For the last two days I have been attempting to machine quilt. As I was wrestling this monster, trying to shove the fabric under the needle, I thought, “If I had died no one would have finished this thing.” I have a strong suspicion it would have ended up in a box at a yard sale, one of those ghastly unfinished projects tucked away among more useful items like rusty scissors and empty thread spools.
I started this project in February 2007. I needed something distracting and mindless to do, so I delved into my scrap fabric and started cutting quilt squares. I noticed I tend to buy lots of floral patterned material. I almost never buy solids. After a time all the little squares were neatly tucked away into a ziploc bag and buried in one of my big plastic tubs awaiting crafterly inspiration.
You know, once you have spent hour upon hour working on something you have to keep going even if you have no clue what it is. I think it was last summer when I pulled out the squares and started laying them out. From past experience with busy floral scraps I surmised that a few solids may help out and had accordingly cut some dark blue and beige squares. They were almost solid. You could barely see the pattern on them. It was very muted.
The kids helped me lay out a pattern that didn’t clash too badly, keeping in mind that most of the time a quilt is in use you have your eyes closed anyway. It got bigger and bigger. We had to go to buy more of that sort-of-solid muted fabric. I decided that once it covered the space available on the living room floor it was big enough. There were challenges. I think this is much easier if you start with directions. Of course I did not have directions. This was a scrap quilt.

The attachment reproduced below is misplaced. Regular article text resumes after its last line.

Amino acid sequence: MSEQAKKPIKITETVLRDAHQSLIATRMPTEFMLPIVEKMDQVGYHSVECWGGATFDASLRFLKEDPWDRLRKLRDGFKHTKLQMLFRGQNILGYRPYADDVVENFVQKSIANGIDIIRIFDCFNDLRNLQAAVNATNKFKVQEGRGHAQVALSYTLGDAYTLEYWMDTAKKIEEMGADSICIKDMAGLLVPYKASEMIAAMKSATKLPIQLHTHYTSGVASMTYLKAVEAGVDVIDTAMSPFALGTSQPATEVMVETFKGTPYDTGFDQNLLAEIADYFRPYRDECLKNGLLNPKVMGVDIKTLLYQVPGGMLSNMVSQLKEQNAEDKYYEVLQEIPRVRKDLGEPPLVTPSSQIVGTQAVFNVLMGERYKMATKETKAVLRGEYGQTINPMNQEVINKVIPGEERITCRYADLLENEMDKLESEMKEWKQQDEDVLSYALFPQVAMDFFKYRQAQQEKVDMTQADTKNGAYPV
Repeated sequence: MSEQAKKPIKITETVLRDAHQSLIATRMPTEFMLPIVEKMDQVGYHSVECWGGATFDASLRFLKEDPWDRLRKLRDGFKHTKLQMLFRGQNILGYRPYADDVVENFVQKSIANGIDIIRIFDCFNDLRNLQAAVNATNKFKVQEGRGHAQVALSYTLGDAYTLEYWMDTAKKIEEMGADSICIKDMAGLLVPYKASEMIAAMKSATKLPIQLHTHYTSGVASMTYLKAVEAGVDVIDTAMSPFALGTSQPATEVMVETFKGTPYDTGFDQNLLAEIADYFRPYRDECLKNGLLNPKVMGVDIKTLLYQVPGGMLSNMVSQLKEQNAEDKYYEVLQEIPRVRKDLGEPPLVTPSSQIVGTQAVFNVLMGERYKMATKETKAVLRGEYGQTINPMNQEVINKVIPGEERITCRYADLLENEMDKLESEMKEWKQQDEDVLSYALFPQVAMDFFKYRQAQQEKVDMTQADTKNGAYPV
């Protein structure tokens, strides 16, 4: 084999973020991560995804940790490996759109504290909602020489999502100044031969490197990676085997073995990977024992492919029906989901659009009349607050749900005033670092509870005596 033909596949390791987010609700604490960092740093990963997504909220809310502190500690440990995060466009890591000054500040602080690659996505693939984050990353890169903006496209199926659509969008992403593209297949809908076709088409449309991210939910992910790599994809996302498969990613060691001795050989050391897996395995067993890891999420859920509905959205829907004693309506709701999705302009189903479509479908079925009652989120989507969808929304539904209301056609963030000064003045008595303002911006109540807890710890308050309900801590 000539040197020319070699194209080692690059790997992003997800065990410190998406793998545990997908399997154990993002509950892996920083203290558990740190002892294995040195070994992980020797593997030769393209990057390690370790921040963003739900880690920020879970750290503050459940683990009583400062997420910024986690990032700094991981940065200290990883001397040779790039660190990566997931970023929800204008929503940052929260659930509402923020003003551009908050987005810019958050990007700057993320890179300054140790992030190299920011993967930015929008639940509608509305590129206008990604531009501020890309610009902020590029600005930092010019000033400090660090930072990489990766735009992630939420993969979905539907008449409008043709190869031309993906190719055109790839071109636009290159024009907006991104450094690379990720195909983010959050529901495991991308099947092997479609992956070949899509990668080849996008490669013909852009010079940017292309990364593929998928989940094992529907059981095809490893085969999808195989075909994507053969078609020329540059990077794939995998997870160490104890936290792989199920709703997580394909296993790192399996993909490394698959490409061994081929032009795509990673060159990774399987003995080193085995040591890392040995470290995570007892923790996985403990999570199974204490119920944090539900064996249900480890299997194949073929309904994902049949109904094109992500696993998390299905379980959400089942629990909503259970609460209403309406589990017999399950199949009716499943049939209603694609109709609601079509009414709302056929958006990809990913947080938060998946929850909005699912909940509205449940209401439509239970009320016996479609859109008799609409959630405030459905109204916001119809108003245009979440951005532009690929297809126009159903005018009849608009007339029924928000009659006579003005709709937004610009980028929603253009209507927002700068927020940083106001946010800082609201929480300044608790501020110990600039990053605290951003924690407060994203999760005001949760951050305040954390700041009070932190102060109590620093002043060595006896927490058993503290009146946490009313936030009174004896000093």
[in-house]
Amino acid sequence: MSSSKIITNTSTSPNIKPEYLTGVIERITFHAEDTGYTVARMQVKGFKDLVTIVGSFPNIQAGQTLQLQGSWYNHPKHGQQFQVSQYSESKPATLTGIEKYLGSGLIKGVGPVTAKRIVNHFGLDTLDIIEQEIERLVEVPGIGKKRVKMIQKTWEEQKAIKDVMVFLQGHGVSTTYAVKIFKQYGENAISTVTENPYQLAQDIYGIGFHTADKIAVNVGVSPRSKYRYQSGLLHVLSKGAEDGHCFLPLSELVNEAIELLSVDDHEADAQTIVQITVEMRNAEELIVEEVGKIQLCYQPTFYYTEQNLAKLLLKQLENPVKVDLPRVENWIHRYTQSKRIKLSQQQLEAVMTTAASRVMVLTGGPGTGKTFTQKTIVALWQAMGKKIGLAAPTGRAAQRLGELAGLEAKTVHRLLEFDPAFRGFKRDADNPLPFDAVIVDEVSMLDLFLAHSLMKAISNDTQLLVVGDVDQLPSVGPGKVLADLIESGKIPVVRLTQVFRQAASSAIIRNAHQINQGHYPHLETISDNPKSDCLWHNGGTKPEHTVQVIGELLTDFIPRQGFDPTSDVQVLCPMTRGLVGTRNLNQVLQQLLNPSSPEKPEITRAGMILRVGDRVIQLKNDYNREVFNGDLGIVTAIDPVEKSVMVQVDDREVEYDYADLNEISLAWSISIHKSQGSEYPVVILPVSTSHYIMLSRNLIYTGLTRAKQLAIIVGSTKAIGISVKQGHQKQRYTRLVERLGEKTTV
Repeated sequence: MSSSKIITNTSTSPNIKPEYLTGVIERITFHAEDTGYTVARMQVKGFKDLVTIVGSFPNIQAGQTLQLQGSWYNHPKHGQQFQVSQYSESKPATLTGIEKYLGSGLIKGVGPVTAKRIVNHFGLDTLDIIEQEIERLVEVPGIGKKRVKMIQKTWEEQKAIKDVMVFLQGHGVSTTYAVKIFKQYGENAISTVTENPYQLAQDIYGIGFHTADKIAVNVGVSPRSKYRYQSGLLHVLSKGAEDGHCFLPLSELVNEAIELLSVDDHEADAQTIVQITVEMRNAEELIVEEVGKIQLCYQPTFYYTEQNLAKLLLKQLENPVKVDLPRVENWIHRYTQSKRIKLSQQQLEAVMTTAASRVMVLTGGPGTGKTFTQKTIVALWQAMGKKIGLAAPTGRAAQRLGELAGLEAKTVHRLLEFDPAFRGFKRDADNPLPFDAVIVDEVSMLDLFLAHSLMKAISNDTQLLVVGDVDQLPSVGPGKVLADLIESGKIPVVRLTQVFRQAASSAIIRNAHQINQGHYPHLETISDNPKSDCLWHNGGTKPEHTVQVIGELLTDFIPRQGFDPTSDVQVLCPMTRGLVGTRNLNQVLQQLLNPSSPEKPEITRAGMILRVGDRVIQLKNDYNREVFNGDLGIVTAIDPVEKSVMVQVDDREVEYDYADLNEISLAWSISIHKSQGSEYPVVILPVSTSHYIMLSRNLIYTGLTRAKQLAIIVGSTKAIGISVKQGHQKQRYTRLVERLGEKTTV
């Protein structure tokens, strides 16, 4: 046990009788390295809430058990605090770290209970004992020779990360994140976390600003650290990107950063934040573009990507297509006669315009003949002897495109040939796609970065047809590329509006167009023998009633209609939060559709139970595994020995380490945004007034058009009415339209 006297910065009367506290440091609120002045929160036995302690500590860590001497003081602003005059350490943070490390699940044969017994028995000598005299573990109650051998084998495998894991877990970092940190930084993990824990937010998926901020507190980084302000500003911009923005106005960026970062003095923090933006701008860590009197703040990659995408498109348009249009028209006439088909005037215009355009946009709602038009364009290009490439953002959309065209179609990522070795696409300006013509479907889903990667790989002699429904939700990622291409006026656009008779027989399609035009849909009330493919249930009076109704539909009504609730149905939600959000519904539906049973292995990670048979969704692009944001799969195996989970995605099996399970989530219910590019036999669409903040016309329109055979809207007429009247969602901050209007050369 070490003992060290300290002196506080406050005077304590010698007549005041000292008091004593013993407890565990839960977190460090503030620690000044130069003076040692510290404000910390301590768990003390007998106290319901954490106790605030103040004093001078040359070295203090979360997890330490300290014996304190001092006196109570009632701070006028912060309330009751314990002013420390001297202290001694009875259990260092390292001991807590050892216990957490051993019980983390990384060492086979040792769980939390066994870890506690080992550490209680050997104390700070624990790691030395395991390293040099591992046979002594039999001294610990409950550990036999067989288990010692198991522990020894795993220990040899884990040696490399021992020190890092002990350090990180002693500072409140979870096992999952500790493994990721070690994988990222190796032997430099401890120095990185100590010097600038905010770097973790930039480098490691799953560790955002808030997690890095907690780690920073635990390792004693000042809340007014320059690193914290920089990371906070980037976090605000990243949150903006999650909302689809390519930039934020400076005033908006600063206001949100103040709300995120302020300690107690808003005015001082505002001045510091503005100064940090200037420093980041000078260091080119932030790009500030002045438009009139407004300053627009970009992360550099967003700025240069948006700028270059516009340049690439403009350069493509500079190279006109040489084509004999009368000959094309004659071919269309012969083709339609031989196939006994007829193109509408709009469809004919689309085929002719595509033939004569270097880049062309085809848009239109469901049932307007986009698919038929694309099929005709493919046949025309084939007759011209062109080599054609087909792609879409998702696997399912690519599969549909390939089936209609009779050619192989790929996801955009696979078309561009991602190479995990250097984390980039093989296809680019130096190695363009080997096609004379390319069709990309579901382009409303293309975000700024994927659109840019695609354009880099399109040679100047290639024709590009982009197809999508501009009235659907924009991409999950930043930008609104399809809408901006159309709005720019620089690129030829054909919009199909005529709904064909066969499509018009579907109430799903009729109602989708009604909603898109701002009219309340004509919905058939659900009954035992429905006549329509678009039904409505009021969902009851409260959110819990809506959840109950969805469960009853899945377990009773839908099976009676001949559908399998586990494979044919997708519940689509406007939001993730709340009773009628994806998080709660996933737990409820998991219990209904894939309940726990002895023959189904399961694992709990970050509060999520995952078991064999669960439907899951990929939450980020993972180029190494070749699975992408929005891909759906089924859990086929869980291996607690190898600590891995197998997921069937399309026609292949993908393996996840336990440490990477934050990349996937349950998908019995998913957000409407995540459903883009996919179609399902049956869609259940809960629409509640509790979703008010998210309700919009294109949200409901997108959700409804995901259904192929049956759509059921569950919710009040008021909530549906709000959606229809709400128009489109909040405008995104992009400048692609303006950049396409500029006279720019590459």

In constructing the quilt top, some of the pieces didn’t quite match up. They were all mostly square and about the same size. I worked with it. Once the quilt top was made we all admired it, and then I folded it up and put it back into the craft tub until I could get batting.
It wasn’t long before I went to the store and got the required batting and dug around in one of my boxes for sheeting for the back of the quilt. I was pumped from getting the top part done. But by the time I got out the folding table, cut the backing, unrolled the batting and coaxed the three independent layers together so I could pin the whole thing together I was tired. I would have stuffed it back into the craft tub, but it was too big now. So there it sat neatly folded in a corner of my bedroom until last week.
It’s another summer and I decided to work on the quilt. I think I’ve gotten the hang of machine quilting it. The first third will need to be unpicked and restitched. All those squares are leaning against each other, this way and that. Kind of reminds me of an old rickety wooden fence about to fall down. I’ll straighten them up. I’m getting there.
Projects like these give you time to philosophize. Quilting won’t be rushed. It’s good to think deep thoughts to keep yourself from muttering words you don’t want your kids to hear you say.
A quilt is kind of like life. Bits from here and there, some scraps on hand, some you have to purpose to aquire. A little planning and a lot of improvisation. All the squares don’t match up exactly right, but as a whole, with a little adjusting it all makes one big piece. Often parts have to be undone and redone. It never quite comes out exactly the way you originally envisioned.
When all is done it will serve its purpose, keeping someone I love warm and snug underneath a messy riot of mismatched memories. Some people will think this is one awful ugly quilt. Some will think it is ok. Some will think it is beautiful.
Yesterday I was getting frustrated. I thought,”God did not keep me alive to finish this quilt.”
Now I’m thinking . . .
Maybe He did.